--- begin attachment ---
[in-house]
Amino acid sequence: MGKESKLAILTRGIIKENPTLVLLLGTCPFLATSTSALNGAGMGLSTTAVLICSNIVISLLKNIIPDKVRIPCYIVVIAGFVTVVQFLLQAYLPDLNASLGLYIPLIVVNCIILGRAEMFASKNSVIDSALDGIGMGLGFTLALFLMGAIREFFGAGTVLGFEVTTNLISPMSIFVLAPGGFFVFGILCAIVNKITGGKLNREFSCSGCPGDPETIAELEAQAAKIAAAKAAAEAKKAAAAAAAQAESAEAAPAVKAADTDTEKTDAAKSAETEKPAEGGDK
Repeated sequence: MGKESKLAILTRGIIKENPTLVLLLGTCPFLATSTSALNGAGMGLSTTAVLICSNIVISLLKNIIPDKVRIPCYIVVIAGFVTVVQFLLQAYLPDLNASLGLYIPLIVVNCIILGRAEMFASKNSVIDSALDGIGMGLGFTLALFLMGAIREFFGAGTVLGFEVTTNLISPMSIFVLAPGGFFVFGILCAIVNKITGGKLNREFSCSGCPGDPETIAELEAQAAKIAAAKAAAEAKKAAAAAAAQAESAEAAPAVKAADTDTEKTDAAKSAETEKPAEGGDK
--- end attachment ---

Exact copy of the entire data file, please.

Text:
[in-house]
Amino acid sequence: MGKESKLAILTRGIIKENPTLVLLLGTCPFLATSTSALNGAGMGLSTTAVLICSNIVISLLKNIIPDKVRIPCYIVVIAGFVTVVQFLLQAYLPDLNASLGLYIPLIVVNCIILGRAEMFASKNSVIDSALDGIGMGLGFTLALFLMGAIREFFGAGTVLGFEVTTNLISPMSIFVLAPGGFFVFGILCAIVNKITGGKLNREFSCSGCPGDPETIAELEAQAAKIAAAKAAAEAKKAAAAAAAQAESAEAAPAVKAADTDTEKTDAAKSAETEKPAEGGDK
Repeated sequence: MGKESKLAILTRGIIKENPTLVLLLGTCPFLATSTSALNGAGMGLSTTAVLICSNIVISLLKNIIPDKVRIPCYIVVIAGFVTVVQFLLQAYLPDLNASLGLYIPLIVVNCIILGRAEMFASKNSVIDSALDGIGMGLGFTLALFLMGAIREFFGAGTVLGFEVTTNLISPMSIFVLAPGGFFVFGILCAIVNKITGGKLNREFSCSGCPGDPETIAELEAQAAKIAAAKAAAEAKKAAAAAAAQAESAEAAPAVKAADTDTEKTDAAKSAETEKPAEGGDK